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Jeep Wrangler Test Drive Review

By Motor Match • 24/05/2022

The Jeep Wrangler uses an iconic design, both in terms of visuals and mechanics. How does it feel on the road? Jack Evans finds out.

What is it?

The Jeep Wrangler is somewhat a law unto itself. Now the Land Rover Defender isn’t around, it remains the last bastion of no-frills off-roading. With iconic looks, rudimentary mechanicals and just two engines to choose from, the Wrangler certainly isn’t what you’d call plush – but it has a charm to it unlike other cars on sale today.

What’s new?

In terms of what’s new, the 75th Anniversary car that we have here receives a wider range of exterior colours, as well as bronze-finish interior accents. There’s also brown leather seats and a 6.52-colour touchscreen housing media functions.

What's under the bonnet?

This Wrangler is powered by a V6 petrol engine with 280bhp and a hefty 347Nm, ideal for helping it drag itself out of sticky situations. Think of this car as heavy and relatively thirsty and you'd be right - Jeep claims 24.1mpg on the combined cycle, while emissions are a scarily high 273g/km CO2.

What's it like to drive?

Driving the Wrangler is a mixture of the very good and very bad. The engine, for instance, has plenty of grunt and never feels underpowered yet the five-speed automatic gearbox struggles at times, hanging on to cogs when it isn’t needed.

The ride is very soft – and is so to make the car good off-road – but because of this there’s huge amounts of body roll. Cornering, therefore, isn’t something that is particularly enjoyable in the Wrangler and you tend to take them much slower than you would in an ordinary car.

Parking the Wrangler is quite the event, too. There aren’t any parking aids – sensors nor a camera – which is something you’d expect to see on a car of this size and price. However, the car’s square size does mean that it’s easier to position than you’d think, while its large tyres ensure that it’s tricky to kerb the car’s alloys.

​How does it look?

There’s no denying that the Wrangler has a huge amount of presence on the road. It’s a big car, and the large tyres and chunky bumpers help accentuate its overall size. In ‘Serge Green’, it’s hard to miss the Wrangler’s military roots – and it’s unlikely that passers-by will miss them, either. It’s definitely not a car for those who want to draw little attention to themselves – but extroverts will no doubt love the way it looks.

What's it like inside?

Inside, the Wrangler’s rough-and-ready approach is extended. The plastics used are very scratchy, but everything feels solidly built – if a little outdated. The infotainment screen, for instance, is behind those found in modern superminis and it’s relatively fiddly to operate, too.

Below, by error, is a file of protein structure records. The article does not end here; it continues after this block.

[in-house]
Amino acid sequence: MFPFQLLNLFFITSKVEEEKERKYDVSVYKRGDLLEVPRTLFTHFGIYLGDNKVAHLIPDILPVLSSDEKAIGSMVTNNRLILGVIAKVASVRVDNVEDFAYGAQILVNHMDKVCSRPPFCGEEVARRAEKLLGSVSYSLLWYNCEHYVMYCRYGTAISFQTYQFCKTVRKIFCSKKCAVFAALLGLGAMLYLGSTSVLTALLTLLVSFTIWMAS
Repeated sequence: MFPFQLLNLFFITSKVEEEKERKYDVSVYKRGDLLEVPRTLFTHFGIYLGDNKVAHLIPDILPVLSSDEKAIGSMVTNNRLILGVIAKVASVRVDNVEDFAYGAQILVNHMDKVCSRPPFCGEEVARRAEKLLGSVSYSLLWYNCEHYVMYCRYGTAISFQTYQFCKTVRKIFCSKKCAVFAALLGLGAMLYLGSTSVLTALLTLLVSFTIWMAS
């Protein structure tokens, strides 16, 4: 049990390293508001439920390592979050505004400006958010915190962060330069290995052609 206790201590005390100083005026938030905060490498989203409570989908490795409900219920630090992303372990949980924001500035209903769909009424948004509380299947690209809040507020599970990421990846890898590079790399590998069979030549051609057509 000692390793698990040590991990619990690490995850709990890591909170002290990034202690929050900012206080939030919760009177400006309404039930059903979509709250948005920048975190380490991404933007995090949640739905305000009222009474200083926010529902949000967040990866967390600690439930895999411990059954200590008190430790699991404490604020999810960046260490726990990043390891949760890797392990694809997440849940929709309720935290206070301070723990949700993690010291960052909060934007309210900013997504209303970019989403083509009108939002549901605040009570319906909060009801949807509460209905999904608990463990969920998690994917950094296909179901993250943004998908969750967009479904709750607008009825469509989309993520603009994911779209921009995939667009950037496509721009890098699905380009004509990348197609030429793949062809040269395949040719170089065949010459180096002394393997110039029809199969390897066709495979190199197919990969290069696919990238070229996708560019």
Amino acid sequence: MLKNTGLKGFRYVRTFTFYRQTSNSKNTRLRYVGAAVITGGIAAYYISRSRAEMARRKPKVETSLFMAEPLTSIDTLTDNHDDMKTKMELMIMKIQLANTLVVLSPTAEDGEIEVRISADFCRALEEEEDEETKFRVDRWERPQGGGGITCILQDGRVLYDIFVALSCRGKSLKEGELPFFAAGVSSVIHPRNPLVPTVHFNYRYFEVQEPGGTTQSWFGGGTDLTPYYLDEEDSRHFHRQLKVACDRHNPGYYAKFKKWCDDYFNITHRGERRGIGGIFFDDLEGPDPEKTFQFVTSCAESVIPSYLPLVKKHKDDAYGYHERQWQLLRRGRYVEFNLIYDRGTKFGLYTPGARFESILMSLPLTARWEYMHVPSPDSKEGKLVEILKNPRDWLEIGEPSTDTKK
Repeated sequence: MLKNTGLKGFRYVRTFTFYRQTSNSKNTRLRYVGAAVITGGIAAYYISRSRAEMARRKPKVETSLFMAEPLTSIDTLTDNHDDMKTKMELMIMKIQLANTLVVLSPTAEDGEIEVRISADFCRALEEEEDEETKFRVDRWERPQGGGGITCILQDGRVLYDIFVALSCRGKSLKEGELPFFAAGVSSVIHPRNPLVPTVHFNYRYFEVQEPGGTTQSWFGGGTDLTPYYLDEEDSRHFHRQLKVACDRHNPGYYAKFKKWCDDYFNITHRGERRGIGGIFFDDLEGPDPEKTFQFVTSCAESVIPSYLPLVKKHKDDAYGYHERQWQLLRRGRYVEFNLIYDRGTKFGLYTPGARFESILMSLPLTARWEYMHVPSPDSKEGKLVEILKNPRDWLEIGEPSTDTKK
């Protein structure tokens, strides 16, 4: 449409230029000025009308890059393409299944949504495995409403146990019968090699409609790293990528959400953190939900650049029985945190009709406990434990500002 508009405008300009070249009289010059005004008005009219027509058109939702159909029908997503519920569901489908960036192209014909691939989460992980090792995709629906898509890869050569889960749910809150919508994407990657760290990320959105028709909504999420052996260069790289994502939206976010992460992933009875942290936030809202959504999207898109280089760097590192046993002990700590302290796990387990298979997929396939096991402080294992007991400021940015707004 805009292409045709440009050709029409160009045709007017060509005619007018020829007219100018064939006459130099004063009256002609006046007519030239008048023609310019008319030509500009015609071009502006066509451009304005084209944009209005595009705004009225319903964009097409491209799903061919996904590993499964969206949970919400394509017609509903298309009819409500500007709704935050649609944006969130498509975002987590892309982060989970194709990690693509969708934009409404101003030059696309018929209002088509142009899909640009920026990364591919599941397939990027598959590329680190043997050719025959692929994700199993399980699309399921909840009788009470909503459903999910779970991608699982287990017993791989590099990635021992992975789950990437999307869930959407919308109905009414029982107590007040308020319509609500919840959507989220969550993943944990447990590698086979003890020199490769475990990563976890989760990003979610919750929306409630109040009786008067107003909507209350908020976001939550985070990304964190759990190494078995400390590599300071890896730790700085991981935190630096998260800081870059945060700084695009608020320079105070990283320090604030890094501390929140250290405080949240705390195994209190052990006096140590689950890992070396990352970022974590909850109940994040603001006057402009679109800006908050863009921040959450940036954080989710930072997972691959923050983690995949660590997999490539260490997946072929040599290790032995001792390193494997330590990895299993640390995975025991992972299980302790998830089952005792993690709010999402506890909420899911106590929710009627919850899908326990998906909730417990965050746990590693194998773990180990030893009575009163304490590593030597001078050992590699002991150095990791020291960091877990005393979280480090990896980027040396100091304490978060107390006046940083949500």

Given its size, you’d expect there to be plenty of space inside the Wrangler. However, this really isn’t the case, as the cabin feels surprisingly cramped and the rear seats don’t offer the acres of room that you’d reckon they would.

The car’s 498-litre boot is easy to access thanks to a rear door which opens widely, and its square shape does make it ideal for larger items like suitcases. It’s worth noting that if you opt for the two-door model, this boot size shrinks to just 142 litres.

What's the spec like?

Our Jeep Wrangler came in at £36,520. For that, you get cruise control, electronic stability control and a multifunction steering wheel. A tyre pressure monitoring display is also fitted as standard, as well as that previously mentioned infotainment system. In fairness, it does provide Bluetooth connectivity, allowing you to play music from your smartphone through the car’s stereo, which provides a decent enough sound.

Yes, at nearly £40,000 the Wrangler is quite a lot of money. There are cars on sale today that would be a lot more comfortable and efficient, but the truth is that those who can get over the Jeep’s foibles will love it for the sheer amount of character it offers.

Dashboard of Jeep Wrangler

The Wrangler is ideal for those who want a huge amount of off-road capability wrapped up in an iconic package. It isn’t particularly refined or economical, but its level of charm is hard to ignore. Take away the car’s fuel economy, and it wouldn’t be too much of a stretch to live with the Wrangler day-to-day – as long as you don’t have to park it in small spaces too often, that is.


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